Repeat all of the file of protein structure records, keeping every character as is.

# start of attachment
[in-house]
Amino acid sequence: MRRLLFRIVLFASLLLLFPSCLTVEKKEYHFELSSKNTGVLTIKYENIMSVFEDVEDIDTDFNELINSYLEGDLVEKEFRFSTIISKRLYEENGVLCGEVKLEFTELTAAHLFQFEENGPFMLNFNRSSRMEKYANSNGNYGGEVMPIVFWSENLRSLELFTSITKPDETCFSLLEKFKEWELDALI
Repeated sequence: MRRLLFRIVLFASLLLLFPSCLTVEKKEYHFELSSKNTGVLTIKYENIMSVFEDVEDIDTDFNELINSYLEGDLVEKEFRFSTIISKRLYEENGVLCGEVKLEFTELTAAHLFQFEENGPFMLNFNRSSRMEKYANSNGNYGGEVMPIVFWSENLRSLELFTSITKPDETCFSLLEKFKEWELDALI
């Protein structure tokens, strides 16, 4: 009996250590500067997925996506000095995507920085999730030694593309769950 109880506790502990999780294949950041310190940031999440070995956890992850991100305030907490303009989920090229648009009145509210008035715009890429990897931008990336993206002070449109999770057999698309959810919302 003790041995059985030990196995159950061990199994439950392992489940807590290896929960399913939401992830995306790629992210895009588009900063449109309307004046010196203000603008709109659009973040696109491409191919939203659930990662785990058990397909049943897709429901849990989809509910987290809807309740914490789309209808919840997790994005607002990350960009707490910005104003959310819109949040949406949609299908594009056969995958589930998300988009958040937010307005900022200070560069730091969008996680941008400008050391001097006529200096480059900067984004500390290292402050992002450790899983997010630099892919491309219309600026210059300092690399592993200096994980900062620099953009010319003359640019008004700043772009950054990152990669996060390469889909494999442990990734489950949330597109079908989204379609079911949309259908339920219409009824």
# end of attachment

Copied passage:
[in-house]
Amino acid sequence: MRRLLFRIVLFASLLLLFPSCLTVEKKEYHFELSSKNTGVLTIKYENIMSVFEDVEDIDTDFNELINSYLEGDLVEKEFRFSTIISKRLYEENGVLCGEVKLEFTELTAAHLFQFEENGPFMLNFNRSSRMEKYANSNGNYGGEVMPIVFWSENLRSLELFTSITKPDETCFSLLEKFKEWELDALI
Repeated sequence: MRRLLFRIVLFASLLLLFPSCLTVEKKEYHFELSSKNTGVLTIKYENIMSVFEDVEDIDTDFNELINSYLEGDLVEKEFRFSTIISKRLYEENGVLCGEVKLEFTELTAAHLFQFEENGPFMLNFNRSSRMEKYANSNGNYGGEVMPIVFWSENLRSLELFTSITKPDETCFSLLEKFKEWELDALI
């Protein structure tokens, strides 16, 4: 009996250590500067997925996506000095995507920085999730030694593309769950 109880506790502990999780294949950041310190940031999440070995956890992850991100305030907490303009989920090229648009009145509210008035715009890429990897931008990336993206002070449109999770057999698309959810919302 003790041995059985030990196995159950061990199994439950392992489940807590290896929960399913939401992830995306790629992210895009588009900063449109309307004046010196203000603008709109659009973040696109491409191919939203659930990662785990058990397909049943897709429901849990989809509910987290809807309740914490789309209808919840997790994005607002990350960009707490910005104003959310819109949040949406949609299908594009056969995958589930998300988009958040937010307005900022200070560069730091969008996680941008400008050391001097006529200096480059900067984004500390290292402050992002450790899983997010630099892919491309219309600026210059300092690399592993200096994980900062620099953009010319003359640019008004700043772009950054990152990669996060390469889909494999442990990734489950949330597109079908989204379609079911949309259908339920219409009824």